I have a dear friend who I’ve known for several years. We met well before our lives were turned upside down, but became close because we found ourselves walking side-by-side on very similar paths. As my own marriage has weathered the storm in a way where things are looking up, hers has not. I have such a range of emotions about this. I’ve watched her do the absolute best that she knows how in brutal and unforgiving circumstances. My husband has been inoculated with perspective and nuance, and it’s saved us quite literally. He had already cut the figurative apron strings in many ways before we found ourselves swept up on this ride that has become our life. Her husband is still tightly tethered by a cord that is suffocating what used to be a very loving and fulfilling marriage. She has held on much, much longer than I think I could have in the same situation, and I admire her more than I can say no matter how her story plays out. This was weighing heavily on my mind the last time I went to church. I sat in that congregation and mentally looked around the room and thought, “They own these men and, by extension, they own these marriages.” I wanted to cry.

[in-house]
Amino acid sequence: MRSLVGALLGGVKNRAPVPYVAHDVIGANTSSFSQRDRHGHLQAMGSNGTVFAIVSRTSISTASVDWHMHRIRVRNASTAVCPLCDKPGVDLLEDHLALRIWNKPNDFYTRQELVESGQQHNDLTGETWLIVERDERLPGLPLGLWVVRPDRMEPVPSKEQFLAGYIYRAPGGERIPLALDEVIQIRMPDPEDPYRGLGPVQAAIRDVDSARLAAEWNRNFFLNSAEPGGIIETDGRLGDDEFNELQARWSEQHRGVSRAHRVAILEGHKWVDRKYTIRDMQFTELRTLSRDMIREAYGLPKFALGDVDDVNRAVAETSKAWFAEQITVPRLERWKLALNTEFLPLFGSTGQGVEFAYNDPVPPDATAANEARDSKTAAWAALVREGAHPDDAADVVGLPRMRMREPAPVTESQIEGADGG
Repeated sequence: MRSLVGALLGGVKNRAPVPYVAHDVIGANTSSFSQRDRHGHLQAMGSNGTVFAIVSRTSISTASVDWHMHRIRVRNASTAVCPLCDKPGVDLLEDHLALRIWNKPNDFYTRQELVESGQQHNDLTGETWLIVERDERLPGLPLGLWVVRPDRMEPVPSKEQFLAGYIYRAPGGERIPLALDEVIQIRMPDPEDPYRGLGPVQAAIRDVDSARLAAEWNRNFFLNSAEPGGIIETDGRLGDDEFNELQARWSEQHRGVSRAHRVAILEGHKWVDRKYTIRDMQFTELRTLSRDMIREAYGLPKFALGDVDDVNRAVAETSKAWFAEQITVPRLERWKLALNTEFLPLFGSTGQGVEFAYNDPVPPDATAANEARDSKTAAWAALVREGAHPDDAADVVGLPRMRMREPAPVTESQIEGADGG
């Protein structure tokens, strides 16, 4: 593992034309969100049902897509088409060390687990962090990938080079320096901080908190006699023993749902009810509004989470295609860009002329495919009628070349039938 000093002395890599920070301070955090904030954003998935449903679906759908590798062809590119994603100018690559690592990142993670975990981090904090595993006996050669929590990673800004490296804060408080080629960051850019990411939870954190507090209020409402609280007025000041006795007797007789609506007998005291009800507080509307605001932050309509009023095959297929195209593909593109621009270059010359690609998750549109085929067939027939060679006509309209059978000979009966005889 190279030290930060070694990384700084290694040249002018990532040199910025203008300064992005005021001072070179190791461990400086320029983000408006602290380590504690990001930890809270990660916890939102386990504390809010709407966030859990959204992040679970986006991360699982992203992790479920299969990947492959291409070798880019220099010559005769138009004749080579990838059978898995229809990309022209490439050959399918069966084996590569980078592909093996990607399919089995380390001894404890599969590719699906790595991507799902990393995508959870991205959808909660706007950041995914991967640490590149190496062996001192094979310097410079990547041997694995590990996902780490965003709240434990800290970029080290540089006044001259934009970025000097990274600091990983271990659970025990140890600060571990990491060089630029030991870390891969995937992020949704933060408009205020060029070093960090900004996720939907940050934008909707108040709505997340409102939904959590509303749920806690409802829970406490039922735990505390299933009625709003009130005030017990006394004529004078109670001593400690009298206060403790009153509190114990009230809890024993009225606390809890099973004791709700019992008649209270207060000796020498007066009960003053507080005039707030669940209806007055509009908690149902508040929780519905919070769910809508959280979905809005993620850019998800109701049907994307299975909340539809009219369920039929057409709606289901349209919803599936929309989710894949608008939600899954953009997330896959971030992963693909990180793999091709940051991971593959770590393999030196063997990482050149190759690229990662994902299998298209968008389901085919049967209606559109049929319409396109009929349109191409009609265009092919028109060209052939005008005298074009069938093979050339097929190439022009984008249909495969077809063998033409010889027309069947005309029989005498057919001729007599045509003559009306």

This is the double-edged sword of dogmatic religion. I know without a doubt that the structure, expectations and rules work incredibly well for many, many people I know. I have friends and family that are baffled by the shifts in our life. I envy them in many ways. I know that things look very black and white from that perspective because I lived there for a very long time. However, the truth is that it cuts incredibly deep when you find yourself unexpectedly picked up and plopped down behind the curtain. Real people are here. Real families. Real marriages. And, they are really hurting from the complete and utter lack of context that allows for them to remain safe and flourish in their families in such an unforgiving cultural narrative of conformity. What used to feel safe and comforting and sure to me now leans sinister and controlling and threatening. If you’re not with us, you’re against us feels much less friendly when you find yourself outside the circle.